Nobel Prizes in Spanish and Latin American Literature: A Critical Approach (in English)

Universidad Pablo de Olavide

Course Description

  • Course Name

    Nobel Prizes in Spanish and Latin American Literature: A Critical Approach (in English)

  • Host University

    Universidad Pablo de Olavide

  • Location

    Seville, Spain

  • Area of Study

    European Studies, Literature

  • Language Level

    Taught In English

  • Course Level Recommendations


    ISA offers course level recommendations in an effort to facilitate the determination of course levels by credential evaluators.We advice each institution to have their own credentials evaluator make the final decision regrading course levels.

    Hours & Credits

  • ECTS Credits

  • Recommended U.S. Semester Credits
  • Recommended U.S. Quarter Units
  • Overview

    Course Description
    Annually since its foundation, the Nobel Prize in literature has awarded the contributions of men and women from many different languages and cultures. However, its history is one of controversy: major authors have been ignored by the Swedish Academy. The study will be carried out from a critical and comparative perspective within a historical and literary context. The Generation of 1927, Post-Spanish Civil War narrative or Magical Realism among other great literary tendencies will be included.
    Course Goals and Methodology
    The aim of this course is to read and analyze the life and the works of the Spanish and Latin American Literature Nobel Prize Winners and the Academy’s reasons for its choices and the image of Spain and the Latin American countries conveyed in these literary works.
    The methodology of the course is called flipped learning and will be based on the presentations carried out by the students, debate and theoretical practical components. On the one hand, the instructor will give a set of lectures. On the other hand, students are expected to introduce the authors, carried out previous research, read the texts and participate in in-class debates and activities.
    Learning Objectives
    Through this course, students will:
    • Be able to develop and carry out research projects, to articulate them within appropriate conceptual and methodological frameworks, and to locate, evaluate, organize, and incorporate information.
    • Acquire familiarity with a wide range of literary terms and categories relating to literary history, theory, and criticism, including figurative language and prosody.
    • Demonstrate an ability to grasp and synthesize ideas in literary form and use literary terms in historical contexts.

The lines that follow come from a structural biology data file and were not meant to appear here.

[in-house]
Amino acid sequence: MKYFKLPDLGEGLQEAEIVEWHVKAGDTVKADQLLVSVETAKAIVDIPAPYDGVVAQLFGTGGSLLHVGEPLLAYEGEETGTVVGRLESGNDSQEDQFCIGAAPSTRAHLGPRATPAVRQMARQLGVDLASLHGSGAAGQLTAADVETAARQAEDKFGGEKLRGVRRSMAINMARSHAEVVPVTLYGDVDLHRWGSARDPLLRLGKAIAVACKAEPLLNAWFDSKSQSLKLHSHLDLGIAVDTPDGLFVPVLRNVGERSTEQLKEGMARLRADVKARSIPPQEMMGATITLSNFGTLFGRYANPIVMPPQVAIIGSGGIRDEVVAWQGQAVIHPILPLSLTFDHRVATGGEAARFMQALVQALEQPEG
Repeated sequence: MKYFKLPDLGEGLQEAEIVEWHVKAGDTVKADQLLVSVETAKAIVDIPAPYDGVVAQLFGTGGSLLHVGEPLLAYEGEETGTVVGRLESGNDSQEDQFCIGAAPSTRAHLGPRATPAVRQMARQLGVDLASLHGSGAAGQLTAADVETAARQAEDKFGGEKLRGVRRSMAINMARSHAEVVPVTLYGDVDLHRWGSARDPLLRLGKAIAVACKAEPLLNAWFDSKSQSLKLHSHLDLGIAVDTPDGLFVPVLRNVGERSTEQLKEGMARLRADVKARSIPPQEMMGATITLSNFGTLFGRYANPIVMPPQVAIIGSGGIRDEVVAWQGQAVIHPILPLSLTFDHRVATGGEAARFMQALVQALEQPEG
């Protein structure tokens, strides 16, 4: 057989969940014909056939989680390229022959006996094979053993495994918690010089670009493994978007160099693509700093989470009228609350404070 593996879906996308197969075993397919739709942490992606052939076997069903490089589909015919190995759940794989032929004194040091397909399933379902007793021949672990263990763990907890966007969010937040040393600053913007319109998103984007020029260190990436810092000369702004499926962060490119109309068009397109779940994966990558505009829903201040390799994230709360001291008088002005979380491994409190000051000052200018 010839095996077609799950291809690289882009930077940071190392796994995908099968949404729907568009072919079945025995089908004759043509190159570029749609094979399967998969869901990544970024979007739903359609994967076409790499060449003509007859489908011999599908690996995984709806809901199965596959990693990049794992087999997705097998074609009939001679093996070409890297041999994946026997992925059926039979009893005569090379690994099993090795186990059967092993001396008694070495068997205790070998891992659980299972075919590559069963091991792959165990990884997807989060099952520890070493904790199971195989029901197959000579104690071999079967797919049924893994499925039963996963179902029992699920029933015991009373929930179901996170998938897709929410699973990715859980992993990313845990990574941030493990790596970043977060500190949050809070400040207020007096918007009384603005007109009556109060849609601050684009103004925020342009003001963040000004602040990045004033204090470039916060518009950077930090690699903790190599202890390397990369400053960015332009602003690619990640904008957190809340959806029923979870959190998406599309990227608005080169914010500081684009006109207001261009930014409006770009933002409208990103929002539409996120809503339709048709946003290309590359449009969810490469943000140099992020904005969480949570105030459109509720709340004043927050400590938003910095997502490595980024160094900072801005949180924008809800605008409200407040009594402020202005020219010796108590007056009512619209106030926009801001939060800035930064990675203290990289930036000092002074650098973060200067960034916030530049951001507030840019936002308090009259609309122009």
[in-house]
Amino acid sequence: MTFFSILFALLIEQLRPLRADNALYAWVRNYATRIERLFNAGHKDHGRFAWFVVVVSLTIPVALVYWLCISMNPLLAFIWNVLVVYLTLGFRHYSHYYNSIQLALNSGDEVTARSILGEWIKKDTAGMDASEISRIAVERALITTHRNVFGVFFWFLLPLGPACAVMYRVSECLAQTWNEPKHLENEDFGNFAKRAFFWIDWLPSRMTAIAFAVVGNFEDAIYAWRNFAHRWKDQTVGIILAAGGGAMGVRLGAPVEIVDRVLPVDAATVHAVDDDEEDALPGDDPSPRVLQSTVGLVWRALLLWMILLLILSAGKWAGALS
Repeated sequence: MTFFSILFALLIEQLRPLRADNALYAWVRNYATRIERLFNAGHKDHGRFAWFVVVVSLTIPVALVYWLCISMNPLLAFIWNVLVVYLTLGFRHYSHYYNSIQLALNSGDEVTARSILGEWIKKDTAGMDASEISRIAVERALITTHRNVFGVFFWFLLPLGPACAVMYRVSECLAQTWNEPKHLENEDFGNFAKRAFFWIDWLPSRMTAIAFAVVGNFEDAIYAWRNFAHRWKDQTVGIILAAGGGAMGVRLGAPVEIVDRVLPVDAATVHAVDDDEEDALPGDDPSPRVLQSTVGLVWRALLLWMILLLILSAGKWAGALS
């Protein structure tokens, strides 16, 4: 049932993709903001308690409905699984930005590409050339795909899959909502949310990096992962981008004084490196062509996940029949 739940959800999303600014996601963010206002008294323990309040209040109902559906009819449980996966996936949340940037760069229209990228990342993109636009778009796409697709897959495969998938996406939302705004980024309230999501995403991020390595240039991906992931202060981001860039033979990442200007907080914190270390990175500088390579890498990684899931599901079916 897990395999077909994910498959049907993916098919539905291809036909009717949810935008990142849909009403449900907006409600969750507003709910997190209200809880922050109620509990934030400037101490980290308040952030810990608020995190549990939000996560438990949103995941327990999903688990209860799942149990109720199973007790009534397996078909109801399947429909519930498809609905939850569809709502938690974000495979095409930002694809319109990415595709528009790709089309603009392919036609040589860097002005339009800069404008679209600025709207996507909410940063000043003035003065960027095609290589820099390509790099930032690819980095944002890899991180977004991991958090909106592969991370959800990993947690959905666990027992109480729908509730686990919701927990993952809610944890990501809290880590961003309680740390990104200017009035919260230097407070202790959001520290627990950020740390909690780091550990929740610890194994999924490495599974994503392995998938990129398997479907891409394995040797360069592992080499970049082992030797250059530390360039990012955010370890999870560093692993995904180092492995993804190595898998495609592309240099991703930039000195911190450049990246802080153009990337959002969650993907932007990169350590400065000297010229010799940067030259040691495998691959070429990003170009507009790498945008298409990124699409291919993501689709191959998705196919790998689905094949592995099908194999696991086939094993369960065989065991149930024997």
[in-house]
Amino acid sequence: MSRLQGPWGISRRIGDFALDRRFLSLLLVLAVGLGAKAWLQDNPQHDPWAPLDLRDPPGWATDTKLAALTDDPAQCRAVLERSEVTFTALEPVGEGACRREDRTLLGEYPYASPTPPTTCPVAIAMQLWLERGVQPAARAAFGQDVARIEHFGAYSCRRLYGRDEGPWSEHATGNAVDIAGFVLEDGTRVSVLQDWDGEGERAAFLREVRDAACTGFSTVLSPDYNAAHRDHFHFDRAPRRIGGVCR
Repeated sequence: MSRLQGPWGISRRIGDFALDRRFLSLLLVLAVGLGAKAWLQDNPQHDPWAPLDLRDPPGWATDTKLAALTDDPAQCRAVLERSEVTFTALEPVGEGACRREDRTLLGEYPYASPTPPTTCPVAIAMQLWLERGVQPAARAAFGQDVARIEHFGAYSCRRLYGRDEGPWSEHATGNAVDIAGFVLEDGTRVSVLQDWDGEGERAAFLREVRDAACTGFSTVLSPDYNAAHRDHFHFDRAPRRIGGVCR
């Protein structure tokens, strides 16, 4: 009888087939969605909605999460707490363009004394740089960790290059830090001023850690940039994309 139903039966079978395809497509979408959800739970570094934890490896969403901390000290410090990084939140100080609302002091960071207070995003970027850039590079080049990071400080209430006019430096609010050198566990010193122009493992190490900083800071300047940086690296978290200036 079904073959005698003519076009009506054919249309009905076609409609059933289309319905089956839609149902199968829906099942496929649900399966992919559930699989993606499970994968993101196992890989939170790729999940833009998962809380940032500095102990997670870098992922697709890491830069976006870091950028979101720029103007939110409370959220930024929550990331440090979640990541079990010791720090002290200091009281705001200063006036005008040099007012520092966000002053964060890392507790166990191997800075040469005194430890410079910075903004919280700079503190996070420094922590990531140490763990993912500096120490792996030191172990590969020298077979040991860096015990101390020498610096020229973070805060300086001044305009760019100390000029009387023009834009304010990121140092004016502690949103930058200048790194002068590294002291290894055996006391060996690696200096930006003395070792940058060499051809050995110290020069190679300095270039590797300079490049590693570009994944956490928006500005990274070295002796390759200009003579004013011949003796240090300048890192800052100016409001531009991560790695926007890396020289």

• Appreciate cultural differences as they are mirrored in social, artistic and literary artifacts originating in different national and geographical traditions.
    • Be able to recognize and appreciate the importance of major literary genres, subgenres, and periods in different traditions.
    •Acquire familiarity with the nature of the canon and of canon-formation, including issues of culture, history, race, ethnicity, and gender.
    Course Requirements and Grading
    Your final grade will be calculated as follows:
    • Participation and short in-class essays (25%)
    • Oral Presentations (25%)
    • Mid-term Exam (25%)
    • Final Exam (25%) 
    Required Texts  
    All materials will be provided by the professor during the course (selections of texts, theory, videos, power points, websites etc.).
     Recommended webs:
    • Links and recommended sources on the official website:
    Additional readings:
    • Aleixandre, Vicente. A Longing for the Light. Ed. Lewis Hyde. Copper Canyon Press, Washington: 1978.
    • Cobb, Carl. “Vicente Aleixandre and Solidarity of the Cosmos”. In Studies in 20th  Century Literature. Vol 2, I, 1997.
    • De la Cruz, Sor Juana. Answer by the poet to the most illustrious Sister Filotea de la Cruz (1691). Translated by William Little (2008).  
    • Domke, Joan. Education, Fascism and the Catholic Church in Francos’s Spain. Loyola University, Chicago: 2011.  
    • Dunn, Peter N. Spanish Picaresque Fiction: A New Literary History. Cornell UP, Ithaca: 1994.
    • Fallon, A.: “Culture in the Mirror. Sociocultural determinants of body image”. In Crash, T.F. and Pruzinsky, T. (ed.) Body images. Development, deviance and change. Guilford: New York 1994, pp. 80-109.
    • Flores, Angel. Magical Realism in Spanish American Fiction. Duke UP, 1995.
    • Graham, Helen. A Look Back. The Spanish Civil War. A Very Short Introduction. Oxford UP, New York:1995.  
    • Magill, Frank. The Nobel Prize Winners: Literature 1901-1926 (Volume 1) 1988.
    • Pérez-Samaniego, Víctor and Carmen Santamaría-García. Education, Curriculum and Masculinity in Spain. Universidad de Alcalá, Alcalá:1995.
    • Predmore, Michael. The Structure of “Platero y Yo”. In MLA, Vol 85, No 1 (Jan., 1970), pp 56-64. 
    Course contents
    1. The Nobel Prize: The Institution.
    2. Nobel Prizes in Spanish Literature in Context. Centro Universitario Internacional
    3. The Spanish Theatre and Novel in Context.
    4. Image of Spanish culture and society in the USA.
    5. Nobel Prizes in Latin American Literature.
    6. The Latin American poetry, essay and novel in Context.
    7. Image of Latin American culture and society in the USA

Course Disclaimer

Courses and course hours of instruction are subject to change.

Eligibility for courses may be subject to a placement exam and/or pre-requisites.

Availability of courses is based on enrollment numbers. All students should seek pre-approval for alternate courses in the event of last minute class cancellations


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